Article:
• Krauss, Michael E. (1970). Eyak texts. College, AK: University of Alaska and Massachusetts Institute of Technology.
  • Krauss, Michael E. (1970). Eskimo–Aleut. The Hague: Mouton.
  • Krauss, Michael E. (1974). Native peoples and language of Alaska. Fairbanks, AK: Alaska Native Language Center, Center for Northern Educational Research, University of Alaska.
  • Krauss, Michael E. (1980). Alaska native languages: Past, present, and future. Fairbanks, AK: Alaska Native Language Center.
  • Krauss, Michael E. (1980). On the history and use comparative Athapaskan linguistics. Fairbanks, AK: University of Alaska, Native Language Center.
  • Krauss, Michael E. (1985). Yupik Eskimo prosodic systems: Descriptive and comparative studies. Fairbanks, AK: Alaska Native Language Center.

ArticlesEdit

  • Hale, Ken; Krauss, Michael; Watahomigie, Lucille J.; Yamamoto, Akira Y.; Craig, Colette; Jeanne, LaVerne M.; England, Nora C; et al. (1992). "Endangered languages". Language. 68 (1): 1–42. doi:10.2307/416368. JSTOR 416368.
  • Krauss, Michael E. (1964). "The proto-Athapaskan–Eyak and the problem of Na-Dene, I: The phonology". International Journal of American Linguistics. 30 (2): 118–131. doi:10.1086/464766.
  • Krauss, Michael E. (1965). "The proto-Athapaskan–Eyak and the problem of Na-Dene, II: The morphology". International Journal of American Linguistics. 31 (1): 18–28. doi:10.1086/464810.
  • Krauss, Michael E. (1968). "Noun classifiers in the Athapaskan, Eyak, Tlingit, and Haida verb". International Journal of American Linguistics. 34 (3): 194–203. doi:10.1086/465014.
  • Krauss, Michael E. (1973). Na-Dene. In T. A. Sebeok (Ed.), Linguistics in North America (pp. 903–978). The Hague: Mouton. (Reprinted as Krauss 1976).
  • Krauss, Michael E. (1975). "St. Lawrence Island Eskimo phonology and orthography". Linguistics 13 [=152] : 39-72.
  • Krauss, Michael E. (1976). Na-Dene. In T. A. Sebeok (Ed.), Native languages of the America (pp. 283–358). New York: Plenum. (Reprint of Krauss 1973).
  • Krauss, Michael E. (1979). Na-Dene and Eskimo. In L. Campbell & M. Mithun (Eds.), The languages of native America: Historical and comparative assessment. Austin: University of Texas Press.
  • Krauss, Michael E. (1986). Edward Sapir and Athabaskan linguistics. In W. Cowan, M. Foster, & K. Koerner (Eds.), New perspectives in language, culture, and personality (pp. 147–190). Amsterdam: Benjamins.
  • Krauss, Michael E. (1992). The World's Languages in Crisis. Language 68(1).4-10.
  • Krauss, Michael E. (2005). Athabaskan Tone. In: Keren Rice and Sharon Hargus, eds, Athabaskan Prosody, ed. by Keren Rice & Sharon Hargus. Amsterdam: John Benjamins. ISBN 90-272-4783-8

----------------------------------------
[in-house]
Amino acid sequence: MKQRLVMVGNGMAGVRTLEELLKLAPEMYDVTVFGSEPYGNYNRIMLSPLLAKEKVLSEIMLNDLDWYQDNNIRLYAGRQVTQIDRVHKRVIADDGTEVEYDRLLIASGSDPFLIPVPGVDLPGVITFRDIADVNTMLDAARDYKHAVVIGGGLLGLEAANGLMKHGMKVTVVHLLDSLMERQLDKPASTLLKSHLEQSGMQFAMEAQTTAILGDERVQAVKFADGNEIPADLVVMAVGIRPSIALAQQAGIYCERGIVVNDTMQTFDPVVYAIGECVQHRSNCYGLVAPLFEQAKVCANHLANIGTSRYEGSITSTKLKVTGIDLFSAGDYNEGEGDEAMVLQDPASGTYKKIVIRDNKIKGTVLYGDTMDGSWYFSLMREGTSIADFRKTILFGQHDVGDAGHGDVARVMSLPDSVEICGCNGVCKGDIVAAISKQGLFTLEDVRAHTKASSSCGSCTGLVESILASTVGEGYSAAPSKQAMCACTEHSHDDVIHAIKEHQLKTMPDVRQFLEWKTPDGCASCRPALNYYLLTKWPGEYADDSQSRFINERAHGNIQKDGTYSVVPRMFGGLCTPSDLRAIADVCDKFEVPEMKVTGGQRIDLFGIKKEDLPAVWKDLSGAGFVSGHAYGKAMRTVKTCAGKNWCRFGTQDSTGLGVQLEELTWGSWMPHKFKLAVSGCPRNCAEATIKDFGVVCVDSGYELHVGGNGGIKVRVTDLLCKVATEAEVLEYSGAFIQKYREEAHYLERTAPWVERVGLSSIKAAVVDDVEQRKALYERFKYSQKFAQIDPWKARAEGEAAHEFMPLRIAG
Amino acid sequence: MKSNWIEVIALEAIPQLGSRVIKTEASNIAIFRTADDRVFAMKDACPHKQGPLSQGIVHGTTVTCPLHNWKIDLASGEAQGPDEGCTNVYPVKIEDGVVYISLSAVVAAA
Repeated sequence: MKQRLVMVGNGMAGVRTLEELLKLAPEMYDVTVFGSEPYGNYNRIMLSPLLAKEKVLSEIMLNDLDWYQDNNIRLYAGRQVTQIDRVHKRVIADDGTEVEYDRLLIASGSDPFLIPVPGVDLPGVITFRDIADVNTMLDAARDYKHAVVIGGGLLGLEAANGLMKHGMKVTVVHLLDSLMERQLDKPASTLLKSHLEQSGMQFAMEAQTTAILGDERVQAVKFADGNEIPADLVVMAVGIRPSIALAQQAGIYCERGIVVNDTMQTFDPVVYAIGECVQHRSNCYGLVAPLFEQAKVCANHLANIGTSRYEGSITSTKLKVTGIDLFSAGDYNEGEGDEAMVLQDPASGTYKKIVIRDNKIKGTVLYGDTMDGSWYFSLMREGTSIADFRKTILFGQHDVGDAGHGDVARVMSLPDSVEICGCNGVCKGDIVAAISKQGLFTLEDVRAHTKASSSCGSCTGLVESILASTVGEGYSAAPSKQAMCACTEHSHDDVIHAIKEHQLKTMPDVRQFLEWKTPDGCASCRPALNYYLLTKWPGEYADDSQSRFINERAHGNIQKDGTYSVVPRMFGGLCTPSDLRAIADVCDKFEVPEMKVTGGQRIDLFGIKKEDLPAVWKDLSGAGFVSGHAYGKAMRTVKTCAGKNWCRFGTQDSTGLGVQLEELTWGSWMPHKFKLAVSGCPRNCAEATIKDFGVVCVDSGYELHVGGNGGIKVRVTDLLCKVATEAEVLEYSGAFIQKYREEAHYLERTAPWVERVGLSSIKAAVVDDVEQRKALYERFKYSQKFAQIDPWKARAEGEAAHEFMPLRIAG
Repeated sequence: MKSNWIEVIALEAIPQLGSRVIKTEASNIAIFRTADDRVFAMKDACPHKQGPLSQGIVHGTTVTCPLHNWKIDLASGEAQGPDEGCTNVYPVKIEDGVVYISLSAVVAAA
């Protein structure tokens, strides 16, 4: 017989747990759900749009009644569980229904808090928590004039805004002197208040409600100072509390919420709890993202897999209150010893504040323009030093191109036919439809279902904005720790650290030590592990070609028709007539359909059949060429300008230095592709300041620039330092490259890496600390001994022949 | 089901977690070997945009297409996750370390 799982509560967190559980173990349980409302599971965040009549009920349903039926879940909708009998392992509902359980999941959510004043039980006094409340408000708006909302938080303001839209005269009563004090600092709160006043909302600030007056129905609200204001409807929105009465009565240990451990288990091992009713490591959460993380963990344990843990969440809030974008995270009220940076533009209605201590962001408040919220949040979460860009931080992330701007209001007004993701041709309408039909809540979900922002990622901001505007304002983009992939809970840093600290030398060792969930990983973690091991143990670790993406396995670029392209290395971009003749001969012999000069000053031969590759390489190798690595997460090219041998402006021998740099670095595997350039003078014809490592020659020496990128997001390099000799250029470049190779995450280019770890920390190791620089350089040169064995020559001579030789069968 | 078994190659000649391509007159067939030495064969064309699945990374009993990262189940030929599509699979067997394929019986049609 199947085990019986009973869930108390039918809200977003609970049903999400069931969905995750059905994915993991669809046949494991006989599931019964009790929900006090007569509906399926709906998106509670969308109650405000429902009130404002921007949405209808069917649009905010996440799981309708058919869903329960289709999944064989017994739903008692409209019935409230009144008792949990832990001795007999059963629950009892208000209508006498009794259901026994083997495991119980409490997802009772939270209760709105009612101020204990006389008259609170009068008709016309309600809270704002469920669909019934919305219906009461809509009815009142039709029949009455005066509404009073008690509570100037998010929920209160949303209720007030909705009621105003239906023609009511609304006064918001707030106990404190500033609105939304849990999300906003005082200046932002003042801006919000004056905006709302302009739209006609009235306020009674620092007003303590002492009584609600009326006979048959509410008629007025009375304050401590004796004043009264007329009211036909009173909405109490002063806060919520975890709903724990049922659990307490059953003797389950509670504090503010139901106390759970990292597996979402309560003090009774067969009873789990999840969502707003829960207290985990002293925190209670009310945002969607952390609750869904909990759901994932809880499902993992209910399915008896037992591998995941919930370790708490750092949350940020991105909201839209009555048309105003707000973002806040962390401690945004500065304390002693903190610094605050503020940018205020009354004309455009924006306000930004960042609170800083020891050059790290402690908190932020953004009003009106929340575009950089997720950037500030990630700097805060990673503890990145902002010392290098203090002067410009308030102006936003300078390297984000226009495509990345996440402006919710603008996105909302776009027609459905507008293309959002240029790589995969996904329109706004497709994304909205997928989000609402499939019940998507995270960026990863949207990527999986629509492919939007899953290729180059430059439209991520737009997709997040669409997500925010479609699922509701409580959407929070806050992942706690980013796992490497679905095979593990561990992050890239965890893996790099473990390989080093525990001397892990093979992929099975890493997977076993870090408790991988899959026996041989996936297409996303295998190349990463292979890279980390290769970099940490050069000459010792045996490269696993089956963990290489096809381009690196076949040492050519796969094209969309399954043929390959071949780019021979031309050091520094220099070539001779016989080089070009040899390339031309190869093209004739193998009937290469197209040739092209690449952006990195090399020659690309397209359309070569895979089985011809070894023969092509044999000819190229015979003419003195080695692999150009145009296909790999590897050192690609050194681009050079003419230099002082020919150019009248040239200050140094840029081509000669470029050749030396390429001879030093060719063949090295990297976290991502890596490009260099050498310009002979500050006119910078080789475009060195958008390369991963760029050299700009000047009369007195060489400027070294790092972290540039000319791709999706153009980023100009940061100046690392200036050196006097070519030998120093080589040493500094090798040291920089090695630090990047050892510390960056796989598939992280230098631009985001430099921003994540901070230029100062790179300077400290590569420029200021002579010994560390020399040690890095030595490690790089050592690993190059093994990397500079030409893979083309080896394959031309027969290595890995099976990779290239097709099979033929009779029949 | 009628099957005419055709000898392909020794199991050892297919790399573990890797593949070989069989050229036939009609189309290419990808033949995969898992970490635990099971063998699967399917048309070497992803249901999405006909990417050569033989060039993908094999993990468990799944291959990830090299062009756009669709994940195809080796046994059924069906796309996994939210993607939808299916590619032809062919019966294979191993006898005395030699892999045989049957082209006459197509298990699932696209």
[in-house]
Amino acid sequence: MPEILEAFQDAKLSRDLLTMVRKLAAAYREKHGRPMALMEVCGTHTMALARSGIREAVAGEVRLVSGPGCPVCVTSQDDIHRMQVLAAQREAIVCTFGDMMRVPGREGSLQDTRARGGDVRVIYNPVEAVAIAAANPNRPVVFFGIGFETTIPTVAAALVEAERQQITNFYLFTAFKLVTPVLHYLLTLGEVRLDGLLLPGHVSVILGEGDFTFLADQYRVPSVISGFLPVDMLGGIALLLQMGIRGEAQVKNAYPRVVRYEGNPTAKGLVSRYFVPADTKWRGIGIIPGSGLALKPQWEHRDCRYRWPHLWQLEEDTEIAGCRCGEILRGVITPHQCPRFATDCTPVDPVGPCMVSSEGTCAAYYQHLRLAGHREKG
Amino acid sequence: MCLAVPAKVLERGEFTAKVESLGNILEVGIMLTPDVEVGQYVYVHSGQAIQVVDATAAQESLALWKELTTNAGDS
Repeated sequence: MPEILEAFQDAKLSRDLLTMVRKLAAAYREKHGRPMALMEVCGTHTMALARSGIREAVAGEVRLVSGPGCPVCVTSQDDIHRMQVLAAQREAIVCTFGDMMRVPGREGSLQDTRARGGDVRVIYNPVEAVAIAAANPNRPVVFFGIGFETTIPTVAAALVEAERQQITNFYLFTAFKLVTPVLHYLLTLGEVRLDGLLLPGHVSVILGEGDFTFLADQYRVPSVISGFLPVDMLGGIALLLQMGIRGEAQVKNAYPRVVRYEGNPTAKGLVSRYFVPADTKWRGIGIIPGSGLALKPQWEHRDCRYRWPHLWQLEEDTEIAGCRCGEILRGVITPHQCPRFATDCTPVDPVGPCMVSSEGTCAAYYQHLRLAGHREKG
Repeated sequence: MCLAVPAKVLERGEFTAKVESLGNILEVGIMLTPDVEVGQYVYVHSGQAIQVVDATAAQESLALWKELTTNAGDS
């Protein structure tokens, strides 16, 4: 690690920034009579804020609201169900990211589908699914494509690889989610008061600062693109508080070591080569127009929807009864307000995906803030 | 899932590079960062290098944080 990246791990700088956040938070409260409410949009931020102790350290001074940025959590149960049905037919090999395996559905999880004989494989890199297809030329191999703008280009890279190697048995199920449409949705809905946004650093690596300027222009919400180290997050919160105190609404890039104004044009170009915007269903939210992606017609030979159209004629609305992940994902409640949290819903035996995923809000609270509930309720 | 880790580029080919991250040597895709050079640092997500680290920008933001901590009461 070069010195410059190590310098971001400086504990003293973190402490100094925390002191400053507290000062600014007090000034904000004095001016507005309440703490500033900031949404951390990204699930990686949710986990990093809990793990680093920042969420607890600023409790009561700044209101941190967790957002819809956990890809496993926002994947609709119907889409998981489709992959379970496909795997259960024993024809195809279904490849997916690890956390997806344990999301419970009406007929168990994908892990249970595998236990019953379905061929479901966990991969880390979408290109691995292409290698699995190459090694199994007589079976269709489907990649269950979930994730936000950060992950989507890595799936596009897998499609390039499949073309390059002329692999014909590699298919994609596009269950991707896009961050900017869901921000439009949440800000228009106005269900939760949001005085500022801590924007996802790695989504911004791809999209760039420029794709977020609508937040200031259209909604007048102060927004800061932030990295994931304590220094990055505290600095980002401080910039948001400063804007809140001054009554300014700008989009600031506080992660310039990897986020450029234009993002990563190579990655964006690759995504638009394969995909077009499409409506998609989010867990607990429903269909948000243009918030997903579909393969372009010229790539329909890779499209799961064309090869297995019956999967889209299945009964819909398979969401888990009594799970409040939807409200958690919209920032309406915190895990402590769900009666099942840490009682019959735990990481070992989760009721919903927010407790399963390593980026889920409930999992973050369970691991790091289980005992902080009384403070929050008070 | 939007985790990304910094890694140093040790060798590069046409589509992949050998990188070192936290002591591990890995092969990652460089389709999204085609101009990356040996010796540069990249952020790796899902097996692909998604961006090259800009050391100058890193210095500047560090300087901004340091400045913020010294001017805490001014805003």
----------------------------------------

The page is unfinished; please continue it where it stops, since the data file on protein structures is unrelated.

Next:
CollaborationsEdit

  • Badten, Adelinda W.; Krauss, Michael E.; & Rubtsova, Ekaterina S. (1971). Ungazighmiit ungipaghaatangit. College: University of Alaska.
  • Friedrich, Paul; & Krauss, Michael E. (1969). On the meaning of the Tarascan suffixes of space. Baltimore, Waverly Press.
  • Gudgel-Holmes, Dianne; Joseph, Abbie; Jones, Eliza; Kari, James M.; & Krauss, Michael E. (1991). Native place names of the Kantishna drainage. Anchorage, AK: U.S. Department of the Interior, National Park Service, Alaska Regional Office.
  • Harry, Anna N.; & Krauss, Michael E. (1982). In honor of Eyak: The art of Anna Nelson Harry. Fairbanks, AK: Alaska Native Language Center, University of Alaska.
  • Krauss, Michael E.; & Leer, Jeff. (1981). Athabaskan, Eyak, and Tlingit sonorants. Alaska Native Language Center research papers (No. 5). Fairbanks, AK: University of Alaska, Alaska Native Language Center.
  • Krauss, Michael E.; & McGary, Mary J. (1980). Alaska native languages: A bibliographical catalogue. Fairbanks, AK: Alaska Native Language Center.

MapsEdit

  • Krauss, Michael E. (1975). Native peoples and languages of Alaska. [Map]. Fairbanks, AK: Alaska Native Language Center, University of Alaska. 2nd edition 1982.
  • Krauss, Michael E. (1995). Inuit, Nunait, Nunangit, Yuget, Unangan Tanangin. [Map]. Fairbanks, AK: Alaska Native Language Center, University of Alaska Fairbanks.

ReferencesEdit

  1. ^ Treinen, Lex (August 13, 2019). "Celebrated linguist of Alaska Native Languages Michael Krauss dies". KTUU-TV. Retrieved August 15, 2019.
  2. ^ Krauss, Michael E. (2006). "A history of Eyak language documentation and study: Fredericæ de Laguna in memoriam". Arctic Anthropology. 43 (2): 172–218. doi:10.1353/arc.2011.0095.
  3. ^ Krauss, Michael E. 2005. Athabaskan Tone. Athabaskan Prosody, ed. by K. Rice and S. Hargus. Amsterdam: John Benjamins.
  4. ^ Krauss, Michael E. (1992). "The world's languages in crisis". Language. 68 (1): 4–10. doi:10.1353/lan.1992.0075.
  5. ^ "An Introduction to Language", by Victoria Fromkin, Robert Rodman and Nina Hyams, seventh edition, 525

External linksEdit

  • short bio at YDLI
  • Krauss, Michael E. (July 20, 2000). "Statement of Michael Krauss." In: Native American languages act amendments act of 2000: Hearing ... on S. 2688. Washington, DC: U. S. Government Printing Office (GPO). p. 29-33. Available as a PDF file via GPO